It's probably fair to say that nobody wants to experience the Great Depression again. Ever. The unemployment rate hit 20.1 percent in 1935. Our senior generations remember those days well. It seems you don't easily forget being hungry.
The U.S. Department of Labor reports that in January, 2009, the unemployment rate in the U.S. was 7.6 percent. People are responding by taking action, some of them by going back to school to learn a trade or finish a degree.
Welding or CNA Anyone?
“Interest in our Certified Nursing Assistant (CNA) classes is way up,” said John Kenney, Director of Continuing Education at Arkansas State University - Mountain Home (ASUMH). “Our welding technology program has seen the largest jump.”
Kenney increased his welding faculty this semester to provide more classes. ASUMH now offers evening classes Monday through Friday and day classes Friday and Saturday, and most are filled to capacity.
“I'm seeing a definite shift this semester,” Kenney said, “from retirees who just want to learn to weld to a younger group of students who are in their late 20's, early 30's who are looking for a change in careers or who want to start a new career. As you would expect, some have been laid off from their jobs or are underemployed. They seem to be a motivated group who are eager to learn.”
Kenney reported that many are choosing to document their skills through national certification testing such as that provided by the American Welding Society.
Add a Degree to Your Trade Knowledge
At the University of Minnesota, Bob Stine, the Associate Dean of the College of Continuing Education, Degree and Credit Programs, sees increased interest in the B.A. degree they offer in Construction Management. It's designed for people who already have a two-year Associate's degree and want to advance their careers. Students come in as juniors.
“There's a heavy dose of applied business courses,” Stine said, “so students learn the business side of the background they already have in a certain trade.”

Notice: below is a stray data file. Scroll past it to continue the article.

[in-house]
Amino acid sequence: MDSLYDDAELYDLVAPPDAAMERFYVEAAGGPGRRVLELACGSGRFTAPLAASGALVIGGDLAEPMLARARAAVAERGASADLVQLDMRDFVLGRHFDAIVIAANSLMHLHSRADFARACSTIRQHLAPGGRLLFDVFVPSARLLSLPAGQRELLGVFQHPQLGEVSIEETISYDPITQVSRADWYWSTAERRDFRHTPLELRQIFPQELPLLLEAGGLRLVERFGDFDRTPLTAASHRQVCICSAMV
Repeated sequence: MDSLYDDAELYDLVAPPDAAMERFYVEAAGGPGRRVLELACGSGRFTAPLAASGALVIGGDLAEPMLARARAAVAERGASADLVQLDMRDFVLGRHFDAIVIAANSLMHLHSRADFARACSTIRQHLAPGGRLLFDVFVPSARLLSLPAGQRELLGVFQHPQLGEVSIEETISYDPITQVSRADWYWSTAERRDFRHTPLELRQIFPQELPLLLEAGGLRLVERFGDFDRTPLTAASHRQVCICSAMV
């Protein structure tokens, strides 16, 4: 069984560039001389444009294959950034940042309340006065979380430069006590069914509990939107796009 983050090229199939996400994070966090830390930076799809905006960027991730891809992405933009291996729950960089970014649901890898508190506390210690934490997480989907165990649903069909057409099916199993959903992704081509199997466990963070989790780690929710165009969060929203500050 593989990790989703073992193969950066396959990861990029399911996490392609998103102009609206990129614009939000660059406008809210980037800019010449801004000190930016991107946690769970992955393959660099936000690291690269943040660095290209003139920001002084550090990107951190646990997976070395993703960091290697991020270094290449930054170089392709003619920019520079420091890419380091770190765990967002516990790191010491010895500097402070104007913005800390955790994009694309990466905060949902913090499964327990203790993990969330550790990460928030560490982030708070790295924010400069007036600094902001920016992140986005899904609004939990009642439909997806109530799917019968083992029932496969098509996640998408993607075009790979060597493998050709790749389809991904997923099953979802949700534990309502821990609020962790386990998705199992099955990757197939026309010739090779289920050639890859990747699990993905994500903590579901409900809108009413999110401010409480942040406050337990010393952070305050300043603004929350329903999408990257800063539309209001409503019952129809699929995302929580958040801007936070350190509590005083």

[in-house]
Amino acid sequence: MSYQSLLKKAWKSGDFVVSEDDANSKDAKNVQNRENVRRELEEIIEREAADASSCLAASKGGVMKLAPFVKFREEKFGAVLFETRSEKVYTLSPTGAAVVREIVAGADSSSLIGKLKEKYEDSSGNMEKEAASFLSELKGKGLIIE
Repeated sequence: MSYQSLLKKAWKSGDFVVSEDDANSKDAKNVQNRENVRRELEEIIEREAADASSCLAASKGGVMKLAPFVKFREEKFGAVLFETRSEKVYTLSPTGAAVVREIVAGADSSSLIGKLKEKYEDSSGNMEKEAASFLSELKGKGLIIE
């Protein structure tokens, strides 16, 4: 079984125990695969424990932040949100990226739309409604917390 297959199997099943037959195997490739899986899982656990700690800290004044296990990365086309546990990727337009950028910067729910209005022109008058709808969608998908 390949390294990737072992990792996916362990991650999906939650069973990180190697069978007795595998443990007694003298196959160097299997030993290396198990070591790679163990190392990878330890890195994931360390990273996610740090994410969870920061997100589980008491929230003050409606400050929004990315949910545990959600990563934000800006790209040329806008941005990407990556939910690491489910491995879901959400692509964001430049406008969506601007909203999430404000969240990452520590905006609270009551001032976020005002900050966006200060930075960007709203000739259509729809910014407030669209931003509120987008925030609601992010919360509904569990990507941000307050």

The U of M also offers a new online degree completion program for students who have at least two years of college and want to finish their degree. The innovative program starts with one face-to-face introductory class and is completed online.
“The first class is about self-reflection,” Stine said, “in which students ask themselves why they're going back to school, why it's rational, and what their desired course list looks like. They say at the end, 'Now I understand what I'm doing and why,' and off they go.”
How About an Environmental Occupation?
The Water Quality courses at the Training, Research & Education for Environmental Occupations Center (TREEO) at the University of Florida are popular and appreciated. This is what one student had to say, “My confidence level shot up, and the most valuable portions of the course to me were the math, trouble-shooting, and treatment processes.”
Even the smallest towns need water-treatment personnel. It's one of those jobs we tend to take for granted.
UF also provides courses in everything from health professions and insurance to law and real estate. Dr. Eileen I. Oliver, is Interim Dean and Professor of the Division of Continuing Education there.
Overall, Enrollment is Up
“Overall, enrollment is up this semester at ASUMH for all classes and I believe at most 2-year colleges,” Kenney said. “Money is tight and community colleges offer good value for dollars spent.”
ASUMH is beginning new CNA classes each month and they're usually at maximum enrollment. Kenney is seeing several students who have been working in housekeeping or who have been employed as aids who want to increase their skill-level for higher-paying jobs as Certified Nursing Assistants.
Charles Russell, a learner representative who answers an information line at the U of M, shared his take on the changes he sees in callers to the university.
“My instincts tell me we are getting fewer passive inquiries and more decisive action from learners,” Russell wrote. “ 'I am thinking about' is being replaced with, 'I need to.' To me, this subtle shift is the result of the economy forcing the decision as people react to their personal anxieties over the current economic uncertainties. Being proactive gives a person the feeling of control over their situation.”
The U of M is also seeing a definite “increase in the number of people seeking individual appointments with our career and lifework counselor,” according to Rachel Wright, Marketing Communications Associate.
All of this is good news for non-traditional students considering going back to school to either protect a job they love or to find a more secure position. Take the advice of these professionals. Check out what your local community colleges and universities have to offer you. Ask how they make it easy for you to take classes while you're working and raising a family. Make an appointment with a counselor. Take action. You don't ever have to go hungry.